Rickard Lönneborg, CEO at Codemill on what developments need to happen in AI and ML to maximise their benefits for media workflows


ML and AI are becoming increasingly used throughout the media chain, from auto tagging metadata, creating transcripts, finding shot changes, conducting quality control, and flagging inappropriate content, to improving content recommendations on an OTT service.

New developments are happening all the time. The one I’m currently most excited about is the ability to determine scene changes, making it possible for AI to find suitable places for ad breaks or binge markers.

Despite the wealth of AI tools available however, very few are media-specific.

Given the fact media workflows are unique and involve a lot of very manual long-winded processes, this is surprising and limits what is possible with many of the off-the-shelf tools.

The other main challenge for AI in media workflows right now is its limitations. While object recognition is good at deciding there is a car in the frame, it is unlikely any existing solutions can tell you it is an Audi R7, for example.

If you are a niche channel serving only programming about cars, that would be crucial for integrating AI into your workflow.

Meanwhile, transcription technology has also improved massively but can still struggle with strong regional accents or very specific terminology.

Almost every process, from capture through to distribution, has manual elements that are labour-intensive but often repeatable. This means there is massive potential for AI to make that more efficient, freeing up time for people to focus on being creative.

With the right tools and processes in place, the entire media workflow could look a lot more automated. At capture, that could range from using AI to add effects or enhance the video as it is created to automated cameras that require no manual operator. And there have already been developments to move towards AI-powered editing tools that can scan through footage to identify highlights and other key moments.

AI is already being used to manage media better, from auto tagging to QC, but as AI tools improve that could get even more sophisticated, helping to minimise the human intervention needed. At distribution, AI can automatically transcode content to the right format depending on the platform. It is already being used for content recommendations; how can we make it even more accurate at predicting the type of content the viewer is likely to enjoy?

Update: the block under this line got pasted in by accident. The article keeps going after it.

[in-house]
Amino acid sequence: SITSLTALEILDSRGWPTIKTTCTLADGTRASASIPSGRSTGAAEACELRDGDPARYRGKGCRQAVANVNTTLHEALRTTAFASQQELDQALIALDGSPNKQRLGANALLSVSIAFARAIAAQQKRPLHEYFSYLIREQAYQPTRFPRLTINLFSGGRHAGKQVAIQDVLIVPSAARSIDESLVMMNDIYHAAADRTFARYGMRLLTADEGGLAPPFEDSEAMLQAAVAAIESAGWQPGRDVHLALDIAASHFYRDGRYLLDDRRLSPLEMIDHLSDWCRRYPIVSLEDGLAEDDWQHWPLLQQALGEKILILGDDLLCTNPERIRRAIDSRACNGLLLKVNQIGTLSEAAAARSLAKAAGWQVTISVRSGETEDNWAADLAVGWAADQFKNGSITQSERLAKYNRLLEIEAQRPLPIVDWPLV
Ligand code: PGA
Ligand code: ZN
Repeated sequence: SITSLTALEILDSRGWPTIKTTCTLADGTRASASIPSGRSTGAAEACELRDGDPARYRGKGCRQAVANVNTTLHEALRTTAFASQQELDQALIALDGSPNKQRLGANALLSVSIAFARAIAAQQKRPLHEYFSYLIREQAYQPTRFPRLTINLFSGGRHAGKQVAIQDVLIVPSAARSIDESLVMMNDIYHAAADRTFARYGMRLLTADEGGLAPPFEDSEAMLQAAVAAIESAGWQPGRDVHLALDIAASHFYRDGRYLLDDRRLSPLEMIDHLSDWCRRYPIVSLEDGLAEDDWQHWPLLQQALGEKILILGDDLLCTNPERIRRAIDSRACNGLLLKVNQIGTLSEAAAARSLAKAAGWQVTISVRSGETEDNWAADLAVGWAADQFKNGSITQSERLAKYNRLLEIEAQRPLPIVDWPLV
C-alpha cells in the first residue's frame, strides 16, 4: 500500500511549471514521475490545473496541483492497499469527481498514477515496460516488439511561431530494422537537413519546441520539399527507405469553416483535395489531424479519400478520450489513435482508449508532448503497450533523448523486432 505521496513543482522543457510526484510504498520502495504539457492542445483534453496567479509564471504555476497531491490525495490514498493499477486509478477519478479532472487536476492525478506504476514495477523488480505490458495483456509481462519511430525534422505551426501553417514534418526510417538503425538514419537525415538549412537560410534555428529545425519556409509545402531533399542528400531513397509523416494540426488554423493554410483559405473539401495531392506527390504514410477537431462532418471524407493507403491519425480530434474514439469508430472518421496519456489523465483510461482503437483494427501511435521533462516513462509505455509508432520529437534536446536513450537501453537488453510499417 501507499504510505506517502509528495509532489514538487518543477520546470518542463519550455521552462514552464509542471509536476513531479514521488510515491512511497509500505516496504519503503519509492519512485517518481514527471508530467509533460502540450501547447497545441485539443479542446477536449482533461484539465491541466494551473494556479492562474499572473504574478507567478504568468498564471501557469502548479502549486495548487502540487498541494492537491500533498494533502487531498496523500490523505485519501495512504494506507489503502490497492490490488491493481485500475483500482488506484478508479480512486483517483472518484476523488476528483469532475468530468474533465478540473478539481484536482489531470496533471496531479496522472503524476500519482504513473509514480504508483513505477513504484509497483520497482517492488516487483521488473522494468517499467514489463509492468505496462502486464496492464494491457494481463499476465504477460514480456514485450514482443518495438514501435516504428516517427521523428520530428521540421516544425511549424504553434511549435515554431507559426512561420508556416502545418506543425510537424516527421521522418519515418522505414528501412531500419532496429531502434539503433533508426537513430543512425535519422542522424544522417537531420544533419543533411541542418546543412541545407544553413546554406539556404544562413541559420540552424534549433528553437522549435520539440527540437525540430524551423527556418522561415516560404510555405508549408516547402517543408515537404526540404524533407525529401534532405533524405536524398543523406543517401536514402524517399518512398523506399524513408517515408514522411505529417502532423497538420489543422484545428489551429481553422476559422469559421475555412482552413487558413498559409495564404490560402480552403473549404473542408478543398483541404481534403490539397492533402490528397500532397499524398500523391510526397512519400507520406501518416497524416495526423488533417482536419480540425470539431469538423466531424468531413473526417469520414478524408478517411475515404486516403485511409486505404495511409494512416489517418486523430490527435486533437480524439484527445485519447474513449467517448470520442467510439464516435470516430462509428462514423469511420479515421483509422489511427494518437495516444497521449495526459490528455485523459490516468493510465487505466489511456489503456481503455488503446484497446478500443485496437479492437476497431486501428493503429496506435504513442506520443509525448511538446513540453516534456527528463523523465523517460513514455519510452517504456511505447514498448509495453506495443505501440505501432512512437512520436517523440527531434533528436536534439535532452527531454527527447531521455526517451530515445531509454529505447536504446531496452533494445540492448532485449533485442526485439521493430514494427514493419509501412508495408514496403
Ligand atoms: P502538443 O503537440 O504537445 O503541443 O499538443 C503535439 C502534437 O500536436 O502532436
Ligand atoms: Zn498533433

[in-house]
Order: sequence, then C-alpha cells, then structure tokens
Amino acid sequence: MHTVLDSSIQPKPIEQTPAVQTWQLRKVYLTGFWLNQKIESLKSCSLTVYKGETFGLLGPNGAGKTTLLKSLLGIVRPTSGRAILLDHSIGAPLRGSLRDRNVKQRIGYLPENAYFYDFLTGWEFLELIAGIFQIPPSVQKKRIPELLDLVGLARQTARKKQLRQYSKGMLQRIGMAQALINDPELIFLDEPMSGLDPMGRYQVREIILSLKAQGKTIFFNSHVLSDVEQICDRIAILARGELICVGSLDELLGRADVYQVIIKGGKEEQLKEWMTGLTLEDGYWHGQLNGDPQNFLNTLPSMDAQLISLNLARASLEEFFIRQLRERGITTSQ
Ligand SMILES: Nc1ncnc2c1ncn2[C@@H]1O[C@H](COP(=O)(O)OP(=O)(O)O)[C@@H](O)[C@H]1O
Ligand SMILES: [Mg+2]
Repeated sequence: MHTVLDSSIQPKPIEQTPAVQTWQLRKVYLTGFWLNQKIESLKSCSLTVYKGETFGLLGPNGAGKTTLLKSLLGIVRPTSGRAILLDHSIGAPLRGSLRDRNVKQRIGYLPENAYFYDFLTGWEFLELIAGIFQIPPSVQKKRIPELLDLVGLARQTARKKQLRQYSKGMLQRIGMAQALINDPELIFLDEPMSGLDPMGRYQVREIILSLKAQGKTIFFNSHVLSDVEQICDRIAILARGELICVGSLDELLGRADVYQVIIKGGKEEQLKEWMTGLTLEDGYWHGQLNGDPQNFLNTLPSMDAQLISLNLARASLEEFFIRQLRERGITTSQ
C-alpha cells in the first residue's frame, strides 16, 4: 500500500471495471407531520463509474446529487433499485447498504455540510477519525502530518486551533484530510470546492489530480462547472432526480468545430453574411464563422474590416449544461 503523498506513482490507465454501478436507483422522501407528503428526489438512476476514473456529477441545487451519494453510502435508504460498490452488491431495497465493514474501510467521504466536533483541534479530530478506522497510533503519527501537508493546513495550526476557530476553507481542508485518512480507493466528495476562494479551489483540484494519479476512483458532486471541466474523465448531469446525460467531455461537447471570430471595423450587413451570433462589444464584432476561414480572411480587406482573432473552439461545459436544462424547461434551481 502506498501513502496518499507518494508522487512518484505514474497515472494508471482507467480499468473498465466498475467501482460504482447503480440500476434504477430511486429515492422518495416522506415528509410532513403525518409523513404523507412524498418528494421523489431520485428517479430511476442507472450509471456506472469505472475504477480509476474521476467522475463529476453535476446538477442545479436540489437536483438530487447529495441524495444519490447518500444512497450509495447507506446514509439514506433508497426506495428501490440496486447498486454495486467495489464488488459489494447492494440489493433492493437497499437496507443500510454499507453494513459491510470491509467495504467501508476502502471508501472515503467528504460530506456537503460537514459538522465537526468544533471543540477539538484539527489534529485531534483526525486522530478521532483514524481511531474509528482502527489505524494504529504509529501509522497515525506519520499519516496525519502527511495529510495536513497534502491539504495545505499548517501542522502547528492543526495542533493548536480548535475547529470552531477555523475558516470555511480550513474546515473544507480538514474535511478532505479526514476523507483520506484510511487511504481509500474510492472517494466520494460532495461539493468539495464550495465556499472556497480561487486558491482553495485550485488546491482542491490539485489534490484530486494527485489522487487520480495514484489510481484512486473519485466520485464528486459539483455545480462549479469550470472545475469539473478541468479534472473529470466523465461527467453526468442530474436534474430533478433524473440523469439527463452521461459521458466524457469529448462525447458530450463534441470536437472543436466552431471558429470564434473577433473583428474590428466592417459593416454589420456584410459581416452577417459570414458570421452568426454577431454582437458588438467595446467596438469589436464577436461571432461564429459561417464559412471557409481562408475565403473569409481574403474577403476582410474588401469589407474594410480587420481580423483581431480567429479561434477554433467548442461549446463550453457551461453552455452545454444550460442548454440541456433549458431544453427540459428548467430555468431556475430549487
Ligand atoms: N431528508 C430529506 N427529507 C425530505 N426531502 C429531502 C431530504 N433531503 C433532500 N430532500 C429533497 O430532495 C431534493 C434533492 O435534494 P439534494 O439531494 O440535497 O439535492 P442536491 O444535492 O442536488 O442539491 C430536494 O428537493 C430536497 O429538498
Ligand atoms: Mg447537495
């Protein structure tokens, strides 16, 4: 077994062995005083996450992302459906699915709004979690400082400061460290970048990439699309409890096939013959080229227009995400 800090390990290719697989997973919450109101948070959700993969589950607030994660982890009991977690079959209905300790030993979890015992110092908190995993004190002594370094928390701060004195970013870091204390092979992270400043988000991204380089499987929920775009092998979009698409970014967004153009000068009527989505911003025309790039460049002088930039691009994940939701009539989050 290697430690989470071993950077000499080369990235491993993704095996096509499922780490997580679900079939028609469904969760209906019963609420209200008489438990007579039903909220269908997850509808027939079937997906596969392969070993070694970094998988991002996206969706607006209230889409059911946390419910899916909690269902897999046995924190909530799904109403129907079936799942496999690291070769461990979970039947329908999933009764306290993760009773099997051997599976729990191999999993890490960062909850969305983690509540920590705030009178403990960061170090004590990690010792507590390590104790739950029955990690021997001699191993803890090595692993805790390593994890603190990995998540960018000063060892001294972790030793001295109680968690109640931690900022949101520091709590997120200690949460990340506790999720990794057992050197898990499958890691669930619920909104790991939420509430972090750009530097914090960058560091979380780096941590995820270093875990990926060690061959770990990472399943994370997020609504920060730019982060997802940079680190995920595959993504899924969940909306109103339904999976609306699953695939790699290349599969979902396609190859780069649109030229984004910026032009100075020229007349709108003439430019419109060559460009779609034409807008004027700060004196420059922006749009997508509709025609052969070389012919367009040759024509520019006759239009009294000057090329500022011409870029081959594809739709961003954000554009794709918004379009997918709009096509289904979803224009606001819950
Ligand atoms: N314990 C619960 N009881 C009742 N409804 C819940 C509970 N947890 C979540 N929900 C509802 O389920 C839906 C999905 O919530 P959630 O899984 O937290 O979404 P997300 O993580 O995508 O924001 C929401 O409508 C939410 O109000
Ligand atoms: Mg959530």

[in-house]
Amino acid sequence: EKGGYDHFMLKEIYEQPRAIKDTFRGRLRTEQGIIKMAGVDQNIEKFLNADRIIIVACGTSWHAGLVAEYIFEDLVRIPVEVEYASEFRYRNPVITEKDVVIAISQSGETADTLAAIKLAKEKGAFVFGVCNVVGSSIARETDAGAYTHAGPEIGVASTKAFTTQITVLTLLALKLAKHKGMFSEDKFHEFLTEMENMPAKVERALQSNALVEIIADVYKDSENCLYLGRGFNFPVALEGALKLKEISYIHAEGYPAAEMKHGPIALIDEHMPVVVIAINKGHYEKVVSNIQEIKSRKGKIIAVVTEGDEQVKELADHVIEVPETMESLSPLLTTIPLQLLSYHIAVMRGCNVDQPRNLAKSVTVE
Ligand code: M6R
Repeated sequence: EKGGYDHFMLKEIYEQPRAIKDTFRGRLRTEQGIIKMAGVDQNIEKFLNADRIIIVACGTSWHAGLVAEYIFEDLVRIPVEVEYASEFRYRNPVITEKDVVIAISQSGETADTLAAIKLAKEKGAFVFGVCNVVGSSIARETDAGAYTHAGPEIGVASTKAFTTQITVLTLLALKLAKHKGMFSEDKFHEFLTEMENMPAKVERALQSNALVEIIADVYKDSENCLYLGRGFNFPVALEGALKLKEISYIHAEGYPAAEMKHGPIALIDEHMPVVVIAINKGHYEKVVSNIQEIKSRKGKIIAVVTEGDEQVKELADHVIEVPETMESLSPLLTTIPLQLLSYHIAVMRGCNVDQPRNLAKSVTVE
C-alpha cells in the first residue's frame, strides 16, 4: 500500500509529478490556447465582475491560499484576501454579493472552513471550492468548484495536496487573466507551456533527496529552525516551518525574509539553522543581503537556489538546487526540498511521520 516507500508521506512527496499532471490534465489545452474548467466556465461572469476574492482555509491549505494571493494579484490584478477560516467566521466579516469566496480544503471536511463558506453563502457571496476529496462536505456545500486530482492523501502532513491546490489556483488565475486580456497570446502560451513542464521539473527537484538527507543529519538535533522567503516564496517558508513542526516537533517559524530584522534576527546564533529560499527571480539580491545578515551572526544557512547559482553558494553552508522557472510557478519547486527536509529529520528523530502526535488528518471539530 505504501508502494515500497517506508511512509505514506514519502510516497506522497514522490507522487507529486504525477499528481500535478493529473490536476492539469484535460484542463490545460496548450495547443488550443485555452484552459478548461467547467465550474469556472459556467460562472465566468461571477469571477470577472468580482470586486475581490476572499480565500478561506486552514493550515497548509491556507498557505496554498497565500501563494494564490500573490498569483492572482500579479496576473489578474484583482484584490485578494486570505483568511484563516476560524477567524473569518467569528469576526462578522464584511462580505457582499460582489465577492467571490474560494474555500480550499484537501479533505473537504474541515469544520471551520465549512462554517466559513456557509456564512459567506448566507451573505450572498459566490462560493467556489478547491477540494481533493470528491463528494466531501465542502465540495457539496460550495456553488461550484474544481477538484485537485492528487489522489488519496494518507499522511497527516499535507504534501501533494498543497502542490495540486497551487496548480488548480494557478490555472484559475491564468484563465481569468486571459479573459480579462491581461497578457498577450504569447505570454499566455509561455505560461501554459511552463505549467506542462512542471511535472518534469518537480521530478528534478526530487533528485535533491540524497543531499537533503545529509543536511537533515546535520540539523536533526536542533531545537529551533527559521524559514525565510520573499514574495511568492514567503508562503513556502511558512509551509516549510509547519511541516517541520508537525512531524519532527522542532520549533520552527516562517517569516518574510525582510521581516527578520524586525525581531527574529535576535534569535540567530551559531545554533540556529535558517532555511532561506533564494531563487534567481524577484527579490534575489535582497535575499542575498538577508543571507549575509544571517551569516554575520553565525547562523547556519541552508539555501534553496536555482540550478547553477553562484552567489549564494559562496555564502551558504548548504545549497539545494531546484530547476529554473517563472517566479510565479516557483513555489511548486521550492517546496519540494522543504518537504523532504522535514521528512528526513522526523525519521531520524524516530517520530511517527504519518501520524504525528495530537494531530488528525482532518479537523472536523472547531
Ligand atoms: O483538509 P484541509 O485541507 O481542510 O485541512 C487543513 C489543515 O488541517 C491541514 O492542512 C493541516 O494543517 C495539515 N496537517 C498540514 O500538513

How do we get there?

If we are to fully maximise the potential of AI for media workflows, we need more media-specific AI tools, to get better at training the algorithms before deployment, and on-the-fly AI training once live.

Media workflows are unique in lots of ways so an AI built for something other than a media workflow is not likely to have the desired effect, or it will need a lot of training to get there.

No two media content providers have exactly the same workflow, but there are often some synergies in terms of processes and the technology being used.

With AI tools built specifically for media, such as those from Amazon Web Services, we can reduce the amount of custom training needed. Before AI can reach its full potential, we need media-specific tools for every part of that, from capture through to distribution.

And even with media-specific tools, custom training is needed to ensure they work for that specific media company. In the case of a niche video service provider, custom training can make the AI recognise the different car models, for example.

The AI tool will need data, and lots of it. By feeding in video content that has already been manually tagged, you can teach the system to recognise and tag similar content.

This needs to be done for all the processes you need the AI to perform and of course the results need to be manually checked to ensure the AI is classifying things correctly.

Once live, it is important to continually review those processes and where the AI is going wrong or even just not saving as much time as it could. Once those areas are identified, you can train the AI on-the-fly for those bespoke cases. Being able to do this effectively means you need a good UI connected to your system to make that a seamless process.

While some media workflows and requirements could be unique to one media company, there is often much more crossover. The more tools developed and custom training deployed to solve a hurdle for one company, the more that could become available for others with similar challenges. Perhaps the future lies in more collaboration between providers to determine what some of that looks like?


 Rickard Lönneborg is CEO at Codemill.